4. Be truthful at all times and under all conditions.

5. Always treat your guests with honor and consideration. Give your best food, your best blankets, the best part of your house and your best service to your guests.

6. The hurt of one is the hurt of all, the honor of one is the honor of all.

7. Receive strangers and outsiders with a loving heart and as members of the human family.

9. To serve others, to be of some use to family, community, nation or the world is one of the main purposes for which human beings have been created.

10. Listen to and follow the guidance given to your heart. Expect guidance to come in many forms; in prayer, in dreams, in times of quiet aloneness and in the words and deeds of wise elders and friends
.

********************

You are not in prison, though college life bears some strong resemblances to it. Perhaps my friend's words will get you through some of the rough patches.

Be well.

9:44 AM  
Blogger Dymphna said...

And if it comes to pass that my friend's words -- passed to him in prison by the Indian -- don't do the trick, then I humbly offer these lyrics by Robert Earl Keen:

Whenever Kindness FailsI crossed the desert on a dining car
In the spring of ninety-one
I met some people drinking at the bar
They were laughing having fun
I told 'em that I hadn't heard the joke
That was so hilarious
They said that I was just a dumb cowpoke
I didn't want to make a fuss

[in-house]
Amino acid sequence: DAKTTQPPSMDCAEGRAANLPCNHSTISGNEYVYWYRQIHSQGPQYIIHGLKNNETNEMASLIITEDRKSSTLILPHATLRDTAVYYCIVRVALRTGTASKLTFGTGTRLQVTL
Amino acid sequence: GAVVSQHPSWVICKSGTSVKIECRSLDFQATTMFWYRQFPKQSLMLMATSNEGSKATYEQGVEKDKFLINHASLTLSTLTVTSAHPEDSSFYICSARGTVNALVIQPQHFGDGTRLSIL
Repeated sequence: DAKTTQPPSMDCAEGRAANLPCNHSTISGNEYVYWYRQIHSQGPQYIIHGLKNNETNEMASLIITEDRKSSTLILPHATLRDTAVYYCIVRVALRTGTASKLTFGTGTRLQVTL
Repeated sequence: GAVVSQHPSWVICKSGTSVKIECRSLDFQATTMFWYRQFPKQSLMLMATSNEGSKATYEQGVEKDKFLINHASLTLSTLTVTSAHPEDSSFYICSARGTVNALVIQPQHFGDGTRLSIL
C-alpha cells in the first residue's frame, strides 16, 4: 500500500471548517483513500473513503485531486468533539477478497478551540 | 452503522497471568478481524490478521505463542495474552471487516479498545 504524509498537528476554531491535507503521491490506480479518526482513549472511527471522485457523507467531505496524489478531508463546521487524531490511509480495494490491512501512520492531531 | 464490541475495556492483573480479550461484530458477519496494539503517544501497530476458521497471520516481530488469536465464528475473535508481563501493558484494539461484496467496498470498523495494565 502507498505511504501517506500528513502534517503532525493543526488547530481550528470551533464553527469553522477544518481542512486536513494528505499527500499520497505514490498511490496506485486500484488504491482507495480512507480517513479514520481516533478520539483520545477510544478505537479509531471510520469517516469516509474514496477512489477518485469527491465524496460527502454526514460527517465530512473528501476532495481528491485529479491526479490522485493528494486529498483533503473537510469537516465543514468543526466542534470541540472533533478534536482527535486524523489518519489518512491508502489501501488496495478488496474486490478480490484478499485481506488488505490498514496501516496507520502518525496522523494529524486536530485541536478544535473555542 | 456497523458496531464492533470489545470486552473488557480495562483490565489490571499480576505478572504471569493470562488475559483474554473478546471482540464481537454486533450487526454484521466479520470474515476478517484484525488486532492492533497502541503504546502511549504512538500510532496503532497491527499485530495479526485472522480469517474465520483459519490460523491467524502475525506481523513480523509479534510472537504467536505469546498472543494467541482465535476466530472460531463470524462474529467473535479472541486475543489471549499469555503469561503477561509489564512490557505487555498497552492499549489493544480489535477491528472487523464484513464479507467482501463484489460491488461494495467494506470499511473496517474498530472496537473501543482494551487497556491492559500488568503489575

CHORUS:
So I shot 'em down
One by one
Then I left 'em 'long the rails
I use my gun
Whenever kindness fails
...

A most refreshing philosophy, don't you think?

11:01 AM  
Anonymous Anonymous said...

Dance like no one is watching.

10:12 PM  
Blogger Dymphna said...

Sooo...how's the gratitude thingie coming along? Hope it was firmly in place when your computer died and your bro showed up to fix it...now *there* is a miracle. I wonder what the other kids on campus do at the demise of their hard drives?
*****************

Anonymous is ab-soluuutely right:

work like you don't need money,
Love like you've never been hurt,
And dance like no one's watching
.

amen.

8:05 AM  
Blogger grenich said...

The saying actually goes:

Dance as though no one is watching you,
Love as though you have never been hurt before,
Sing as though no one can hear you,
Live as though heaven is on earth.
--Sousa


I just wanted to apologize again. No hard feelings please.

6:36 PM  
Blogger Gryffilion said...

Usually the person who does the blocking has the hard feelings. My conscience is clear enough.

4:24 PM  
Blogger grenich said...

done

6:57 PM  
Blogger grenich said...

And I never siad I was a princess. sir!

7:00 PM